Case Study: When Immigration and Divorce are Intertwined — Byrchina & Astrakhantsev
Elena Bychina and Boris Astrakhantsev met in Russia and formed a relationship. Astrakhantsev is a United States citizen and flew home after meeting Bychina. Eventually, Astrakhantsev proposed to Bychina during a trip in Thailand. On December 29th, 2014, Bychina entered the United States on a K-1 vise (better known as a “fiancée visa.) The two married on March 9th, 2015. On June 8th of 2015, Astrakhantsev executed an Affidavit of Support where he promised to support Bychina with an income level of 125% above the poverty line at minimum, and to reimburse government agencies for certain means-tested benefits paid to petitioner.
Bychina petitioned to divorce Astrakhantsev and filed a count for a breach of a federal contract. Bychina alleged that Astrakhantsev breached his promise to her under the Affidavit of Support for the fiancée visa because he canceled her medical insurance and failed to support her financially. Bychina was a full-time student at Du Page and did not work or was expecting to gain full-time employment. Astrakhantsev worked as an independent-contractor truck driver for an interstate transportation company. Bychina would have to wait an additional two years to become a citizen due to instituting the divorce action. Due to the Affidavit of Support, Astrakhantsev was required to financially support Bychina until she became a citizen, therefore having to pay the attorney fees and costs. Astrakhantsev counter petitioned that the marriage was invalid due to fraud and claimed that he was induced into the marriage, merely so Bychina could become a United States citizen.
The trial occurred March 13th, 2020. Astrakhantsev’s attorney showed, but Bychina failed to present evidence. Bychina was the only witness to testify. The court dissolved their marriage yet, declined Bychina’s request for the breach-of-contract count and advised she seek resolution in a federal court. The court decided an award of maintenance for Bychina was not justified, and the court would review maintenance for her in 18 months, wherein it would assess steps Bychina took to become self-supporting. The court denied Astrakhantsev’s request for maintenance and rejected his petition to invalidate the marriage. Bychina testified she had a medical procedure that made her unable to conceive a child, soon after Astrakhantsev told her he no longer wanted a relationship with her. Astrakhantsev failed to pay rent for Bychina, which landed him in indirect civil contempt of court; the court found he was no longer working and had medical issues.” He failed to make payments towards the purge and failed to appear in court. The court did not find the true nature of Astrakhantsev’s medical condition or his income. The court determined that Bychina had the ability to work more hours than she did and did so through employment of Uber and Lyft.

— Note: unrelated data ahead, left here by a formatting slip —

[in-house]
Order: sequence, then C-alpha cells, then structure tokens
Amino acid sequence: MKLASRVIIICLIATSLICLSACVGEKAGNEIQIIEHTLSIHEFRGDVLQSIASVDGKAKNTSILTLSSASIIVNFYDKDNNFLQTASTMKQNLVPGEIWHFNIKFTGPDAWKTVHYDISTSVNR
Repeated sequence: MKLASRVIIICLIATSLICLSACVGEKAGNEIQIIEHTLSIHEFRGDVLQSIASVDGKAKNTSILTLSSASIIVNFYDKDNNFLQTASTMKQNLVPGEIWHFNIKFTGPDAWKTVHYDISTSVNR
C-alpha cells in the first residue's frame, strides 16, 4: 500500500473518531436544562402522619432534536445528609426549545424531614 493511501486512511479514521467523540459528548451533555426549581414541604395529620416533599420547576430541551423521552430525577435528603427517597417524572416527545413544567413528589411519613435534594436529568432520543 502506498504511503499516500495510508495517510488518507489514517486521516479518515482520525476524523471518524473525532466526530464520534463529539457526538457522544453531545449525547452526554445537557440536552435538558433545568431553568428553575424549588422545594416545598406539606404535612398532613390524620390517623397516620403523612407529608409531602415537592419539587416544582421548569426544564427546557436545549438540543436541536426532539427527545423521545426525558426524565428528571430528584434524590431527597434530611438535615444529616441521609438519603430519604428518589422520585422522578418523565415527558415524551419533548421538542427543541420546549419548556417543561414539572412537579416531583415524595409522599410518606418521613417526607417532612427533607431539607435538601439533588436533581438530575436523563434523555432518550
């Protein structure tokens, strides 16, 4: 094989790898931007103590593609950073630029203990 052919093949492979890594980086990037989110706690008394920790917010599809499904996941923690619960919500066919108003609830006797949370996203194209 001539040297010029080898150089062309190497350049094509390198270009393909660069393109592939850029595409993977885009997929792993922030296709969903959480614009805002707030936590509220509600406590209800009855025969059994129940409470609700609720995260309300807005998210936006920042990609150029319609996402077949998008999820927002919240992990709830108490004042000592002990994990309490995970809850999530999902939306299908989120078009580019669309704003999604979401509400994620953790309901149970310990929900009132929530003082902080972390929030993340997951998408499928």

The trial court determined the federal court was more fit for the case due to the unclear employment status of both parties and did not wish to inhibit Bychina from seeking relief in federal court. Bychina’s issue on the appeal was the trial court refused to address the merits in her breach-of-contract count. She asserts the court of general jurisdiction had no discretion to decline review of her action to enforce the affidavit of support. She requests that the court reverses and review the merits of her claim. She argues that it is unreasonable for her to file and prosecute a separate action in federal court to enforce the breached contractual obligation. Bychina explains that separate actions are an undue burden due to financial and cause an unreasonable delay in immigrants’ ability to receive support. The trial court claimed that the federal court was more appropriate because the trial court did not decide the maintenance issue, required more time to assess it, and wished to allow petitioner to seek relief in federal court on her contract claim before returning to the trial court for the court’s maintenance determination.
Eventually, the judgement of the circuit of court of Du Page County is reversed and the cause is remanded for further proceedings, meaning the trial court must hear the issue of the breach of contract. This is due to there being no substantial argument that a federal court can assess a claim for breach of an obligation under Form I-864. Additionally, the circumstances do not warrant declining Bychina’s request.